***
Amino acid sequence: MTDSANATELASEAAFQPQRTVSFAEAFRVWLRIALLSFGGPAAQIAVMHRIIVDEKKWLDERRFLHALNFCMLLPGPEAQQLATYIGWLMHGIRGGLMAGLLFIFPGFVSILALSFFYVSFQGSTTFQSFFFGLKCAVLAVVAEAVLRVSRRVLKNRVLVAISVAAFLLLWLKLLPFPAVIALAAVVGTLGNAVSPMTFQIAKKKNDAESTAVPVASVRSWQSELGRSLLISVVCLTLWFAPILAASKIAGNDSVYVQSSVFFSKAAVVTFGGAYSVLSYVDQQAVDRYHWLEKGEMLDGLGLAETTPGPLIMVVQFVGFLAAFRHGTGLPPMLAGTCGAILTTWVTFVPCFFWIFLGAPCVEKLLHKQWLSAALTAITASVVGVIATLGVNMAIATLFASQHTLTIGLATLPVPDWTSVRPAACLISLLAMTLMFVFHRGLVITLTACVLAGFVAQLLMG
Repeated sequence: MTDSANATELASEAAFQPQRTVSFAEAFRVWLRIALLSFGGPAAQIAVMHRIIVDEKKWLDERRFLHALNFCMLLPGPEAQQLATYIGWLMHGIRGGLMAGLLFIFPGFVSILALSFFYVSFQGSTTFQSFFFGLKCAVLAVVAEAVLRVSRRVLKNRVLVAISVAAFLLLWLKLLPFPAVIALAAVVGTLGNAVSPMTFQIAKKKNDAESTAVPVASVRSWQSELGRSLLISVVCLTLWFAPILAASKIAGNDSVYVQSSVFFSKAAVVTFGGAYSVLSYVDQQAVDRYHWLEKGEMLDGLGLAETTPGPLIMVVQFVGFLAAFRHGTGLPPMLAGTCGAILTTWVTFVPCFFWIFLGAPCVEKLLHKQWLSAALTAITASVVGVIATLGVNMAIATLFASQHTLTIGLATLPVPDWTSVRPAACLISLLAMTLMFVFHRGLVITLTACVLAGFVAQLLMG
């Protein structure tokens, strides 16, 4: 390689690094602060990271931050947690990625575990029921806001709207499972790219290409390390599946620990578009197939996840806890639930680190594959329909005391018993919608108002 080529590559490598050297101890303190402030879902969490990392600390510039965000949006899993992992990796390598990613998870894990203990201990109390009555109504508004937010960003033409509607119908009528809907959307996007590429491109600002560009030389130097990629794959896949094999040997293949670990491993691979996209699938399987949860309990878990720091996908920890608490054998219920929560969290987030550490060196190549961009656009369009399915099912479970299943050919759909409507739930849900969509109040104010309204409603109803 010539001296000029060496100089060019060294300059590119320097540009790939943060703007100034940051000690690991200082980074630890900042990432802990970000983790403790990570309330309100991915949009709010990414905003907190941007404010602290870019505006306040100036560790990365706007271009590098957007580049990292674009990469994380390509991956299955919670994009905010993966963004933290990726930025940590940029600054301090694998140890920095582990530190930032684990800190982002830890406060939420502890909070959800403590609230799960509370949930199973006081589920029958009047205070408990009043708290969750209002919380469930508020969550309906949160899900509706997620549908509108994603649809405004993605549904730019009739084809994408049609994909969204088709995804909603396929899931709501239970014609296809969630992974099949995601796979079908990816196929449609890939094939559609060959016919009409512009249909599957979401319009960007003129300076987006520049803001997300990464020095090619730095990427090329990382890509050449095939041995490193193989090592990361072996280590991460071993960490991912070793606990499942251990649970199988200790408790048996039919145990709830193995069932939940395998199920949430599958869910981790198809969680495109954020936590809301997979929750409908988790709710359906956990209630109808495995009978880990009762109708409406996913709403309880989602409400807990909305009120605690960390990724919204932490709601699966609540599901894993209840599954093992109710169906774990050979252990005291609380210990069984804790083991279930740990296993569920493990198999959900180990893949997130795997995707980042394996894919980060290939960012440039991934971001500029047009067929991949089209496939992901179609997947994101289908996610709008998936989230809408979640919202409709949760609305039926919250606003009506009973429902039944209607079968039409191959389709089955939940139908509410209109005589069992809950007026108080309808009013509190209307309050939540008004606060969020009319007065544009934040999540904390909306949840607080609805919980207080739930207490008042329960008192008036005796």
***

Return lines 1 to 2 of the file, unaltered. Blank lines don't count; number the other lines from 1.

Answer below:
Amino acid sequence: MTDSANATELASEAAFQPQRTVSFAEAFRVWLRIALLSFGGPAAQIAVMHRIIVDEKKWLDERRFLHALNFCMLLPGPEAQQLATYIGWLMHGIRGGLMAGLLFIFPGFVSILALSFFYVSFQGSTTFQSFFFGLKCAVLAVVAEAVLRVSRRVLKNRVLVAISVAAFLLLWLKLLPFPAVIALAAVVGTLGNAVSPMTFQIAKKKNDAESTAVPVASVRSWQSELGRSLLISVVCLTLWFAPILAASKIAGNDSVYVQSSVFFSKAAVVTFGGAYSVLSYVDQQAVDRYHWLEKGEMLDGLGLAETTPGPLIMVVQFVGFLAAFRHGTGLPPMLAGTCGAILTTWVTFVPCFFWIFLGAPCVEKLLHKQWLSAALTAITASVVGVIATLGVNMAIATLFASQHTLTIGLATLPVPDWTSVRPAACLISLLAMTLMFVFHRGLVITLTACVLAGFVAQLLMG
Repeated sequence: MTDSANATELASEAAFQPQRTVSFAEAFRVWLRIALLSFGGPAAQIAVMHRIIVDEKKWLDERRFLHALNFCMLLPGPEAQQLATYIGWLMHGIRGGLMAGLLFIFPGFVSILALSFFYVSFQGSTTFQSFFFGLKCAVLAVVAEAVLRVSRRVLKNRVLVAISVAAFLLLWLKLLPFPAVIALAAVVGTLGNAVSPMTFQIAKKKNDAESTAVPVASVRSWQSELGRSLLISVVCLTLWFAPILAASKIAGNDSVYVQSSVFFSKAAVVTFGGAYSVLSYVDQQAVDRYHWLEKGEMLDGLGLAETTPGPLIMVVQFVGFLAAFRHGTGLPPMLAGTCGAILTTWVTFVPCFFWIFLGAPCVEKLLHKQWLSAALTAITASVVGVIATLGVNMAIATLFASQHTLTIGLATLPVPDWTSVRPAACLISLLAMTLMFVFHRGLVITLTACVLAGFVAQLLMG